It continued: 'Implementing the Westlegate and Golden Ball Street schemes will build on the improvements realised as part of the Chapel

Field North scheme that is currently under construction. Together, the schemes remove much of the traffic in the heart of the shopping area between

John Lewis, Marks and Spencer and The Walk creating a safer, more attractive environment for pedestrians.'

Riverside Walk - £30,000

The projects that are set to be funded by the community infrastructure levy in 2015-16 include a continuation of work to improve the riverside walk in Norwich.

Work has already been proposed for 2014-15 to improve river banks, seating and interpretation along the walk in the city centre.

The council report considered at last night's meeting said: 'This will lead to improved usability and attractiveness.'

The work already programmed for the current financial year is due to cost £40,000.

Yellow pedalway - £250,000

A study will be carried out to identify the 'significant improvements' that are needed at 'many location' along the yellow pedalway.

It is one of seven strategic cycle routes in the Greater Norwich cycle network, connecting the newly-opened University Technical College Norfolk, in Old Hall Road, through Lakenham, to the city centre. It also connects Norwich International Airport to the city centre.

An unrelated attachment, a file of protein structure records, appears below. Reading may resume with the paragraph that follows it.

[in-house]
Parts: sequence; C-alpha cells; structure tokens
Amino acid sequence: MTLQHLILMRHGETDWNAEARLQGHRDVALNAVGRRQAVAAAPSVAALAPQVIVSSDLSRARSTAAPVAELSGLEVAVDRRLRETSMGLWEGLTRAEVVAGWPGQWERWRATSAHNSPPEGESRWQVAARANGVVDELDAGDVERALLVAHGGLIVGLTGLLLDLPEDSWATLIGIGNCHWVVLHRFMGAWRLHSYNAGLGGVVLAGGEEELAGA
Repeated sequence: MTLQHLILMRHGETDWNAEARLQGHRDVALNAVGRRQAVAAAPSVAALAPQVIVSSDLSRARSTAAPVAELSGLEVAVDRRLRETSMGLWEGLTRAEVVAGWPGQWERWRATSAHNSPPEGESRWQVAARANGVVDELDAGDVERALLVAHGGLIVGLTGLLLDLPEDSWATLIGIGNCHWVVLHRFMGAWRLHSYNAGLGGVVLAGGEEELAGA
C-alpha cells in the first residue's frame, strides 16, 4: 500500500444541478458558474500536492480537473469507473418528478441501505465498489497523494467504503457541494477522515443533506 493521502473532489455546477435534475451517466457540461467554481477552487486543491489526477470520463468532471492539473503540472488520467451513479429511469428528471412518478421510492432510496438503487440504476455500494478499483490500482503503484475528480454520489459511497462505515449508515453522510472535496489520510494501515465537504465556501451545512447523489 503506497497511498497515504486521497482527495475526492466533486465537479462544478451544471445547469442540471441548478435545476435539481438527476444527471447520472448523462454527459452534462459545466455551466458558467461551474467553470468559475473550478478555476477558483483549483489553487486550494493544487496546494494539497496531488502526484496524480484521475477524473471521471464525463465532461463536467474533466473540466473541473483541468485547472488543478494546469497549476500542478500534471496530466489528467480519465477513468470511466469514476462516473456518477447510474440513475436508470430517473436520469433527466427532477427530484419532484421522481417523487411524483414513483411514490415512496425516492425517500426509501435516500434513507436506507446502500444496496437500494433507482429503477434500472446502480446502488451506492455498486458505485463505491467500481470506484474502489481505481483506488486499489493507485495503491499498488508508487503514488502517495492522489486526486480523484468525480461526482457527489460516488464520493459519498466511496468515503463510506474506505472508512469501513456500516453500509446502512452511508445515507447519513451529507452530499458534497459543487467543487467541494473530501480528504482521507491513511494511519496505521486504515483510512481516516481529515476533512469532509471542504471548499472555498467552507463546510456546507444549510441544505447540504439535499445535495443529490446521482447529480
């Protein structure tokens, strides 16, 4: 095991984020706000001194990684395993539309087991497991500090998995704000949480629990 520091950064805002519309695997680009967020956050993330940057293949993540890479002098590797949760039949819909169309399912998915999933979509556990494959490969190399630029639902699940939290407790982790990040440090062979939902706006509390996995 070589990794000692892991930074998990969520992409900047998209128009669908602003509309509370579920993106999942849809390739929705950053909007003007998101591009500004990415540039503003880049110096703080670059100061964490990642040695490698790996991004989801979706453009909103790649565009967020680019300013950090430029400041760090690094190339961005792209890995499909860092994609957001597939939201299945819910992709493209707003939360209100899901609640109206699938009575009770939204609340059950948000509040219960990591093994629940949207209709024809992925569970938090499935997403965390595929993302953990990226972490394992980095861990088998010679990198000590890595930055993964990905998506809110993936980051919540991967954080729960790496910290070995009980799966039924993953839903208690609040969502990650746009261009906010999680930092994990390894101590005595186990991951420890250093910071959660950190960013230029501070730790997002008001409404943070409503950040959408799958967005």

The report to last night's meeting said: 'It has the potential to provide a healthy and affordable method of getting from these less affluent residential neighbourhoods to places where jobs are being created around Hall Road, the city centre and the airport.'

Earlham Millennium Green - £66,000

Earlham Millenium Green, one of the first millennium greens in the country, is set to see a 500m gravel path re-dressed.

The council report said the project aimed to 'enhance Earlham Millennium Green for site users and wildlife. Specifically the site will become more resilient to cope with increased usage generated from nearby developments, especially Three Score.'

The spending is aimed to create improvements to access, as well as an enhanced potential for educational use of the site.

The report said the 500m gravel path, which runs through the middle of the site, is currently worn and washed out, and would be re-dressed with 'more erosion resistant materials'.

Marriott's Way - £250,000

Marriott's Way follows a former railway line from Norwich to Aylsham, and work for 2015-16 will continue work this year.

Last night, council officers said the work would aim making people feel more secure, with surfaces and cutting back greenery among the options.

The report said: 'There are many places between Barn Road and Hellesdon Road where improvements to access, surfacing and landscape could boost the number of people using the route and its contribution to the biodiversity of the city.

'Officers from the city and county council are currently reviewing the priorities and it is clear the work will extend beyond 2014/15 and the £60k allocation for the initial phase of work this year.'